ABCs of a Branching and Merging Strategy


As parallel development is introduced, the level of branching complexity increases. As complexity increases, the amount of effort to manage change within a more complex branching environment increases. This should be an expectation that project management understands and plans. If they do not, ensure you advise them of this fact.

This is the trade-off of going to a parallel development model. While it may enable faster-time-to market, it may also increase the amount of effort and coordination in certain stages of the project and in particular adds merging and testing tasks to the project plan. Keep in mind that merging typically requires retesting to ensure that the code merged is tested appropriately, particularly where logical lines of conflict have to be reconciled.

Another aspect to considering effort is the project management strategy as it relates to the delegation of development work. If specific chunks of work are allocated to specific <--pagebreak-->groups, then less merging and testing is likely to occur. However if the project manager is indiscriminate in the way the work is being doled out then a significant amount of merging may occur increasing the amount of effort and quite possibly the project schedule. Even if no branching is used this latter scenarios (e.g., indiscriminately allocating work) will significantly increase the amount of testing that will be needed, therefore impacting the project schedule.

If there is a need to work on several lines of code at the same time, then 1 line of code may force a level of serial development and mostly likely cause significant testing, therefore impacting the release schedule. This may also cause many developers to work outside of the CM system in order to isolate themselves from others. On the other hand, if there is little need for parallel development, then too many branches may be confusing and causes more effort in merging than is needed.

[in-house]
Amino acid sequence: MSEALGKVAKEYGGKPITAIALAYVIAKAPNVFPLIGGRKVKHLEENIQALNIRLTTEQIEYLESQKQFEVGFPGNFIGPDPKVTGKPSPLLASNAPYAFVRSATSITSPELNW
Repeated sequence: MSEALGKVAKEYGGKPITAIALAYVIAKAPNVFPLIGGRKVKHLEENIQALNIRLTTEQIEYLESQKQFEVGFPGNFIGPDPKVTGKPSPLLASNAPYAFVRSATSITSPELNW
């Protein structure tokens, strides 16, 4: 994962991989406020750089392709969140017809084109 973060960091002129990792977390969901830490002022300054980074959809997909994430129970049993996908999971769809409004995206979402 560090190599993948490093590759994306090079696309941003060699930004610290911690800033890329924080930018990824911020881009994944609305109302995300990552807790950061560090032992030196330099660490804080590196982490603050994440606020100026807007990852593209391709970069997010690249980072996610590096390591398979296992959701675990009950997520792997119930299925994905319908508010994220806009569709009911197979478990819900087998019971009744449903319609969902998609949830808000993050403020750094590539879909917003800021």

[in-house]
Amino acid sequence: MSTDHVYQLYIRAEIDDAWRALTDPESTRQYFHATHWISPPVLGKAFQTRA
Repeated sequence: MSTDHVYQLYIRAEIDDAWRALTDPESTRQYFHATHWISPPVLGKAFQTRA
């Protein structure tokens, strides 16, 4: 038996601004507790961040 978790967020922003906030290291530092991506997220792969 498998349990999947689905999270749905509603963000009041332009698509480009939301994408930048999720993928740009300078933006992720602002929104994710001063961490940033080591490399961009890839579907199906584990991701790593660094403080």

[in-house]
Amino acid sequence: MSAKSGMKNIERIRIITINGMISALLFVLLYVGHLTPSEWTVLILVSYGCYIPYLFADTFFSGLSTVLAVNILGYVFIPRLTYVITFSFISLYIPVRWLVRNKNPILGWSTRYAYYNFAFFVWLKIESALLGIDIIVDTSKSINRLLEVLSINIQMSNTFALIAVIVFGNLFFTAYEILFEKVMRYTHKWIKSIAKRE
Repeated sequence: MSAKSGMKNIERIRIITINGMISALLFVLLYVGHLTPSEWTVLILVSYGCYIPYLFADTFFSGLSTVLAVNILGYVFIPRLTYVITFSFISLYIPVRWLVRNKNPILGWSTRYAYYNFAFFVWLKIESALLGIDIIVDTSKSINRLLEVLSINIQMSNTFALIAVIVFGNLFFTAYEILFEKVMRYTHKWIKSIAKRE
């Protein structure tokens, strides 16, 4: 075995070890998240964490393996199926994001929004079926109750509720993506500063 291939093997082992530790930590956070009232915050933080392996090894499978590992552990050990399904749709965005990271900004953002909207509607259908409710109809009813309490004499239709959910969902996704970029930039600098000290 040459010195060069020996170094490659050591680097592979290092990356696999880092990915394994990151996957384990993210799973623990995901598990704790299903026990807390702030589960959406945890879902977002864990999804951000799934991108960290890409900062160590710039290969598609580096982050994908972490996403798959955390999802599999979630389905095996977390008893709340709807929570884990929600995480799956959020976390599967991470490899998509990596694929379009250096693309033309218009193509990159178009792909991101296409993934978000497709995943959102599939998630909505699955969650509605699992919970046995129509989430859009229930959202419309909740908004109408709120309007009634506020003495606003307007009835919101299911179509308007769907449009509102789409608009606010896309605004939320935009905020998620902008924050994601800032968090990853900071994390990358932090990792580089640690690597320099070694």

The balance is to consider the level of complexity and identify several branching options to support the complexity. Then a level of effort can be considered per option to determine what may be acceptable.

Risk to Stability
As the complexity (as described above) of application development increases, so does the risk of negatively impacting stability on the project if it is not managed effectively. At this point, you understand the complexity of the application development in the short-term and long-term and you understand the effort as they relate to the branching options. Now review the branching options and determine how much risk to stability you are willing to accept. Risk to stability may have a direct impact on the project schedule it is important to involve project management in this decision.

A low risk tolerance to impacting project stability suggests that an integration branch should exist to support a stable project branch. While all changes are placed into the integration branch, only those that have passed certain milestone builds and tests should go into the project branch. Also, low risk suggests that if you are working with other sites, then separate site branches should be considered so that each site can be isolated from the local site. But what comes with a low risk tolerance is a potentially higher level of effort. 

<--pagebreak-->A high risk tolerance to impacting project stability does not mean you have to abandon branching, it just means that you will accept the risk associated with having more people work on less branches. For example, a high risk tolerance may allow remote sites to merge directly to the integration branch or even the project branch. Also, this scenario may have developer's private workspaces back directly to the project branch. 

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